Closing Schools in Chicago for Gentrification by Michelle Strater Gunderson

Michelle Strater Gunderson | @MSGunderson | Originally published on | 2017 | Republished with permission | View the original article | Photo: 

By Michelle Strater Gunderson

On December 1, the Board of Education of the Chicago Public Schools announced its plan to shutter Harper, Hope, Robeson, and Team Englewood High Schools. All of these high schools are located in the predominantly African American Englewood neighborhood. With their planned closing there will be no neighborhood open enrollment public high schools left in this community of 30,000 people.

Schools are the cornerstones of neighborhoods, the place where a community comes together and relationships are built. Once a neighborhood school is closed it is like giving the community a black eye. The message is clear – this part of the city is not deserving of a public school and its children can be educated elsewhere.

You will hear about a beautiful, new high school planned for Englewood. While this sounds good, it does nothing for the current students of these Englewood high schools. NONE of the current high school students at Harper, Hope, Robeson, and Team Englewood will be allowed to attend. The school will start with a freshman class in 2019 and build a new class each year.

In the meantime, current students are set adrift and told to search out another school in an adjoining neighborhood. This brings up both academic questions and serious safety issues for these youth. In essence, Englewood students will be shipped to other schools, and the end of their high school careers sacrificed for a “fresh start” for the new school.

There is only one word for pushing African American children outside of their community in order to make room for a future student population – apartheid.

If CPS sincerely cares for the children of Englewood the current high schools would stay open until the new one was built and there would be a plan for integrating their students into the new school. To ‘start clean’ with only freshmen is to deny the value and humanity of the current youth in this neighborhood.

The narrative around the school closings is that the schools are under-enrolled and that they are not meeting the needs of the students. Janice Jackson, chief education officer of Chicago Public Schools said, “When I look at Englewood, at the experience some kids are getting, I can’t make the case they’re getting a good high school experience.” On this, she is right. The high schools in Englewood have been starved of the resources needed for high quality school programming for years. They have been intentionally run into the ground so that their closings would be inevitable.

The Chicago Teachers Union (CTU) has been fighting for fair funding of schools for many years. The union’s underlying analysis is that the Chicago Public Schools purposefully defunded schools, claimed them as failures, and then proceeded to close them. The city is in fact “broke on purpose” so that these neighborhoods can be taken over and gentrified. What are the values of our society when children’s lives are sacrificed to the real estate ‘gods of gentrification’?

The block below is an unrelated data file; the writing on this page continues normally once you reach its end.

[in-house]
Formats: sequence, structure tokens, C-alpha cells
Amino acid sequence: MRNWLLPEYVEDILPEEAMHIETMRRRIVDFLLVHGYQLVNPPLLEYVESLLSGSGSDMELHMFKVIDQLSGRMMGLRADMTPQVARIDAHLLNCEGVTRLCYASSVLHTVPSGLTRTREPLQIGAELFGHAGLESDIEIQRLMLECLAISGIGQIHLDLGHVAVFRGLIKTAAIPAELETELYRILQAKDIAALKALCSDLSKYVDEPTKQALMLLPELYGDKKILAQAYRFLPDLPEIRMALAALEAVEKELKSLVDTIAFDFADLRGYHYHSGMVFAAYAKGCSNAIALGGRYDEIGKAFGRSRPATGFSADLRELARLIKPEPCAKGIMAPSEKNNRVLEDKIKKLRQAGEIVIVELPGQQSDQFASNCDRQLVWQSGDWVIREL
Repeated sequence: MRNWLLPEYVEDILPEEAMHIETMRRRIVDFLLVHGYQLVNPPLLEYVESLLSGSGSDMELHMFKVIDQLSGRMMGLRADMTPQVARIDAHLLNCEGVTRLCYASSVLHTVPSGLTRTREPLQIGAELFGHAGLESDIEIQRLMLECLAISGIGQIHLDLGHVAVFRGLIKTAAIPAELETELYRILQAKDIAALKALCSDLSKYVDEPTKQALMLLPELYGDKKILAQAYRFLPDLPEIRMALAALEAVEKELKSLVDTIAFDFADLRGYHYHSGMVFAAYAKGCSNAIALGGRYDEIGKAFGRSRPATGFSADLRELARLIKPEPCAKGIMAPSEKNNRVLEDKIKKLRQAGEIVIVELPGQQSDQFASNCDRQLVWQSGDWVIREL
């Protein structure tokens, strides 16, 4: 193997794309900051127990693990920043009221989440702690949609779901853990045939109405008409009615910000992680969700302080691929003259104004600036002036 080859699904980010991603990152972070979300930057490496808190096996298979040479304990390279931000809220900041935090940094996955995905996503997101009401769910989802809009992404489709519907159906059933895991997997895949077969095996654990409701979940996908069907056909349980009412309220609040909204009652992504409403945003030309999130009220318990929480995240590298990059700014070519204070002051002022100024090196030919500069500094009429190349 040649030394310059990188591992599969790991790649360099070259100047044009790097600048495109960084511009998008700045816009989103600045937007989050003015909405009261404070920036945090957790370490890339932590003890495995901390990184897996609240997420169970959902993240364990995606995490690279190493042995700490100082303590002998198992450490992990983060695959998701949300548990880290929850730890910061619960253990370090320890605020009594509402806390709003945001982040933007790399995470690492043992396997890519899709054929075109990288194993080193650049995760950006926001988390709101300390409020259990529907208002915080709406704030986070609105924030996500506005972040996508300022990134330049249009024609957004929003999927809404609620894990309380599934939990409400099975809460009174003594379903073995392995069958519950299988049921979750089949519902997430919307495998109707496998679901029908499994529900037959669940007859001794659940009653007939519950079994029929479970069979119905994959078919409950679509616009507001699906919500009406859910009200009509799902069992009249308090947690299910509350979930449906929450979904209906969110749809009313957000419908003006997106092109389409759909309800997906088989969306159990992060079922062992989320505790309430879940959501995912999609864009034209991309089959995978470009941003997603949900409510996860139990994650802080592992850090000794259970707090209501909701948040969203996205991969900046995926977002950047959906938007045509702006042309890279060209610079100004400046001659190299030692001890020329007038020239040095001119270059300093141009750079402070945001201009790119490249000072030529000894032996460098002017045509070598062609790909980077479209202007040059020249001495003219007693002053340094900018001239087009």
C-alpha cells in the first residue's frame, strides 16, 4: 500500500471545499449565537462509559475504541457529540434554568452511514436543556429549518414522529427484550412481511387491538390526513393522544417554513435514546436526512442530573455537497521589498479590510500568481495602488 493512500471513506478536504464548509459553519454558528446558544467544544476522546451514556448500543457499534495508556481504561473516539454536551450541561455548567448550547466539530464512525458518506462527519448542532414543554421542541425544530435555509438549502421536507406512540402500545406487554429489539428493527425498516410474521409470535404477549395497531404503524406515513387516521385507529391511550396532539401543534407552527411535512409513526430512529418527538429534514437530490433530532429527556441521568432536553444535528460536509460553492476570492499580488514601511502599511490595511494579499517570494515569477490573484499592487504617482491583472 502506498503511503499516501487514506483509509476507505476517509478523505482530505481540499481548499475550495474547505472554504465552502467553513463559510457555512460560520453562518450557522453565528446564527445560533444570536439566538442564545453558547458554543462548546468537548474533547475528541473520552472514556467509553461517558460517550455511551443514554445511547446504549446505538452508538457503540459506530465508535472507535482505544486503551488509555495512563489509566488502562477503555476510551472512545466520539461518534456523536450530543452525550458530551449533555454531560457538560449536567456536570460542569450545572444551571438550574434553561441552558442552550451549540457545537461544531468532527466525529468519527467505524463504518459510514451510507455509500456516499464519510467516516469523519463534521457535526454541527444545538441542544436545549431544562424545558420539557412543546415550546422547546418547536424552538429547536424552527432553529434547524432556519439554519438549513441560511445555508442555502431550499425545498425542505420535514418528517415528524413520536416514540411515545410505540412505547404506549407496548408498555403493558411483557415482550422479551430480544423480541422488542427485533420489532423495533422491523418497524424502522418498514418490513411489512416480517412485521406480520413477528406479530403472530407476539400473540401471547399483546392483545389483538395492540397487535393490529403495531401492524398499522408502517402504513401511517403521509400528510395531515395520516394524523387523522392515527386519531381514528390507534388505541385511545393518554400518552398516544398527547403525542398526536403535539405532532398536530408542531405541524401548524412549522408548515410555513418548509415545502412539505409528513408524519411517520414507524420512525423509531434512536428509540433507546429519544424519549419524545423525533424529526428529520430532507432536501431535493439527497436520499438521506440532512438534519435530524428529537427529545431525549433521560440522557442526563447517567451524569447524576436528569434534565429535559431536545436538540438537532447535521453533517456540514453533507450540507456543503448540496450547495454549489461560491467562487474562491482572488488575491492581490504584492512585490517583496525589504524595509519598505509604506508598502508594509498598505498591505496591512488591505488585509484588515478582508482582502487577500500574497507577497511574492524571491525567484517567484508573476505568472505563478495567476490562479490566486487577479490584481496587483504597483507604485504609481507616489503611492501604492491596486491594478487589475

There will be readers who ask, why would a city government plan the demise of the high schools in an entire section of town? The answer is clear – real estate. Englewood sits in prime territory just south of Chicago’s Loop and with ready access to expressways and transportation. This is a real estate grab.

To make matters worse, the plans for the shuttered school buildings are to extend charter school operations. Team Englewood and Hope High Schools had already been sites of co-locations with charters schools. The plan is for Urban Prep Charter School to fully take over the Team Englewood building, and a Kipp Charter School will occupy the Hope High School campus.

Charter schools are controversial in Chicago and a topic of many writings. In short, Charter schools are privately run operations using public funds. At the heart of their existence is the use of tax dollars without democratic public oversight. Charter schools do not have to accept all students. There is a long and ugly history of “push out” of children from these schools. In other words, some of the Englewood children will be welcome, but not all.

In a press conference about the school closings Janice Jackson said, “It’s hard to make these types of decisions and completely please everybody. They require tough decisions.”

Greg Michie, a Chicago Public School teacher and longtime advocate of public education replied by saying. “CPS says they ‘can’t please everybody’ with school closings announced this week, so they decide to please whites in the South Loop, parents with money, & charter operators. Shameful.”

Michelle Strater Gunderson is a 30 year teaching veteran who teaches first grade in the Chicago Public Schools. She is a doctoral student at Loyola University in Curriculum and Instruction.

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